Game of Thrones – “Sons of the Harpy” – Season 5, Ep. 4 (HBO): Showrunners David Benioff and D.B. Weiss continue to take gutsy chances reconfiguring George R.R. Martin’s source material, this week underlining the threat posed to Danaerys’ peace by the pro-slavery terrorists the Sons of the Harpy by drawing Grey Worm and Ser Barristan Selmy into the fray and, after a frantic, thrilling, pitched alleyway battle, leaving the two within steps of death’s door. I’m less impressed thus far with Jamie and Bronn’s excursion into Dorne, though the two make for a fairly winning action-comedy team. Some of that may be my restlessness with Dorne itself. Part of what appealed to me about the exotic seventh kingdom in Martin’s book A Feast for Crows was its pervasive palace intrigue, the idea that nothing was truly as it seemed and that everyone wanted vengeance for Prince Oberyn’s death at the thumbs of The Mountain in season four, not just the ones that proclaimed it most loudly. For the TV adaptation, Benioff and Weiss have removed a good handful of Martin’s players altogether and split the remaining Dornish contingent in two, with bereaved but pragmatic Lord Doran on one side and Oberyn’s widowed lover Ellaria on the other, where she is joined by three of the fallen prince’s equally bloodthirsty daughters. Everyone in Dorne speaks dutifully of death and revenge in lusty, uncompromising, telenovela-worthy terms, but so far lacks either Oberyn’s facility with words or lithe physicality, the outwardly blasé, imminently dangerous understatement embodied in his nickname, “The Red Viper”. Pedro Pascal’s loss was obviously a deep one, and though I’m sure the show will eventually overcome it, for now Dorne is hamstrung by the writers’ efforts to build an effective world without the anchoring presence of far and away its most interesting character.

I greatly enjoyed the conversation between Sansa and Littlefinger in the crypts below Winterfell, however, where Baelish mentioned Eddard Stark’s late sister Lyanna for the first time since the series premiere, and her unwitting, Helen of Troy-like complicity in the launch of Robert Baratheon’s rebellion against the sitting Targaryen dynasty. It’s moments like these, which (fairly) unobtrusively incorporate the rich history of Westeros while still moving the present day narrative forward, that leave me content that, whichever version may finish first (the show will), Game of Thrones is pretty much in the perfect creative hands.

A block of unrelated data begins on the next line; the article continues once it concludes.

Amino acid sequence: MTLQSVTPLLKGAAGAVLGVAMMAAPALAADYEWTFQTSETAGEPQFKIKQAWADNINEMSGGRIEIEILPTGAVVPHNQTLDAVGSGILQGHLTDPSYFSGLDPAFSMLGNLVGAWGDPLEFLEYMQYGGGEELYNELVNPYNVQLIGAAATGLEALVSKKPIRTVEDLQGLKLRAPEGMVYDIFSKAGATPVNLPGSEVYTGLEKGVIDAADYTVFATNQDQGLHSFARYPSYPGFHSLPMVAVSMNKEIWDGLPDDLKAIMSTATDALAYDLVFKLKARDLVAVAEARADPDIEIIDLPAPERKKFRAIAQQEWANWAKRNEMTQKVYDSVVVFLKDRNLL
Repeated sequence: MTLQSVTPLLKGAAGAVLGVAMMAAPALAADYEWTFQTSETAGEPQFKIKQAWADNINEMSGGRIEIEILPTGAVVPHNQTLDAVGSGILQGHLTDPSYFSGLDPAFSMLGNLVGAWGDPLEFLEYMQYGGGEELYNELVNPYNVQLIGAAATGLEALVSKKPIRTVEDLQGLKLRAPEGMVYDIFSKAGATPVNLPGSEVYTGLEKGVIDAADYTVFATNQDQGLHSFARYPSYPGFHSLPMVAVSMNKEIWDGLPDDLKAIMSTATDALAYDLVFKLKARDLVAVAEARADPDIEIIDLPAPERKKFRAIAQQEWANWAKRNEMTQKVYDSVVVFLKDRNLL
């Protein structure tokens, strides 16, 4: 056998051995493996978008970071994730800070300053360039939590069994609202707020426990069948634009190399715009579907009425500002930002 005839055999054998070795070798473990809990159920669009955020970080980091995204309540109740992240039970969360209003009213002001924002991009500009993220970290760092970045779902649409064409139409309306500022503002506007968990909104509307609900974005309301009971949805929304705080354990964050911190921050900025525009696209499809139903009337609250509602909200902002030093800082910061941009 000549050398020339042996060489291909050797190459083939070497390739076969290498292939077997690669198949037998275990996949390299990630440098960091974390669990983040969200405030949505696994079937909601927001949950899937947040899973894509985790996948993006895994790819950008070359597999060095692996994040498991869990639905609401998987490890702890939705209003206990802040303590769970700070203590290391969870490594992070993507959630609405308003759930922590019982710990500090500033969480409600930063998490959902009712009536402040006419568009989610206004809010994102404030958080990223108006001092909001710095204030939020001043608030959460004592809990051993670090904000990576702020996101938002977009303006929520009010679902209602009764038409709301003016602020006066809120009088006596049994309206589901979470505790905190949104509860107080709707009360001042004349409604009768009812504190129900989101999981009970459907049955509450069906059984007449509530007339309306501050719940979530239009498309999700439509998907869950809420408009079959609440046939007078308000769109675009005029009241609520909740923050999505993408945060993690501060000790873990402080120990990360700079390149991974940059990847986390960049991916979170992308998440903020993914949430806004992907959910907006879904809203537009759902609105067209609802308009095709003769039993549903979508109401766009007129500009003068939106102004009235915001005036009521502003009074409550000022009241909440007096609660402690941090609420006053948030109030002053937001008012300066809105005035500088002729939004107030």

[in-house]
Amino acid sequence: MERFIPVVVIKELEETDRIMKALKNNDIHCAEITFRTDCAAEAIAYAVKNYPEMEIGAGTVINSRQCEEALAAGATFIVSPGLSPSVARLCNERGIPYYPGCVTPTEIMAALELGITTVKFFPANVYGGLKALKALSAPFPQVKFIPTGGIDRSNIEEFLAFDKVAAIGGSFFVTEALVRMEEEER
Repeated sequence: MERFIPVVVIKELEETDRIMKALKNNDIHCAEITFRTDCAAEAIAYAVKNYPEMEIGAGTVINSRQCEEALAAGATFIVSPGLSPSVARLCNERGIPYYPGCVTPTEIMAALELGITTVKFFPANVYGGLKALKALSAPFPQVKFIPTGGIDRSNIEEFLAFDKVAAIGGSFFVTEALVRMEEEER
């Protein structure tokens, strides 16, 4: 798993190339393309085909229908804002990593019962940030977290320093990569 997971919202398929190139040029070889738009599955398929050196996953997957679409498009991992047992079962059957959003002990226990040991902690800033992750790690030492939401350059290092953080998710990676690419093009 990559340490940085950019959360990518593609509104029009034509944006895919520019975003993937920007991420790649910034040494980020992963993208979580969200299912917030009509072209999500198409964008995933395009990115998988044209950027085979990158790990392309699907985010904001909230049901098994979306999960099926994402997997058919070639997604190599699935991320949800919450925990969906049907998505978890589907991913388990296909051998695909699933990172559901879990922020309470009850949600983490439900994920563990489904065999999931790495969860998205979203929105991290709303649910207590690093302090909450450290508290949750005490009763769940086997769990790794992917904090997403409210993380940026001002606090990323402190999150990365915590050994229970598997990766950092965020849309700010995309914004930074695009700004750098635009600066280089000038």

Mad Men – “Lost Horizon” – Season 7, Ep. 12 (AMC): How painful, upon reflection, was it to see Don and Joan, the former the crown jewel in McCann-Erickson’s recent acquisition of SC&P – given the (advertising) world as a prize and, typically, already bored with it – and the latter subjected to a demeaning new reality at the soulless, misogynist parent agency – marginalized and condescended to – crossing paths in that elevator and making lunch plans that now will never come to fruition. Each decision, and both are fairly big, speaks to their respective character. Joan has fought in one way or another for every bit of respect and position she has gained. As a professional, she knows she should perhaps endure, if not accommodate, the McC-E leches’ come-ons and put-downs, but as a strong woman, she’s tired of being devalued and hidden out of sight. If “Lost Horizon” was to be our last glimpse of Joan, it’s a powerful and contenting one, as she strides out of Roger’s office, unbowed despite having just lost half of her buy out money. Standing up to, and trading punches with, the McCann brass was worth the fallout. Conversely, Don, the privileged male, has always been something of a seeker, the man with material and familial wealth who invariably becomes restless and beholden to philosophical concerns. He drove to Wisconsin on a whim in a desperate, last ditch attempt to reconnect with Diana. Could California be next? SC&P still has an office out there, and Don also has a Californian ex-wife. With only two episodes left, I’m of a mind Don might never return to New York at all.

That was some moment of classic Mad Men surrealistic whimsy, though, that shot of Peggy rollerskating through SC&P’s derelict offices as Roger played her accompaniment on an organ. I’ll miss this show so much in another two weeks.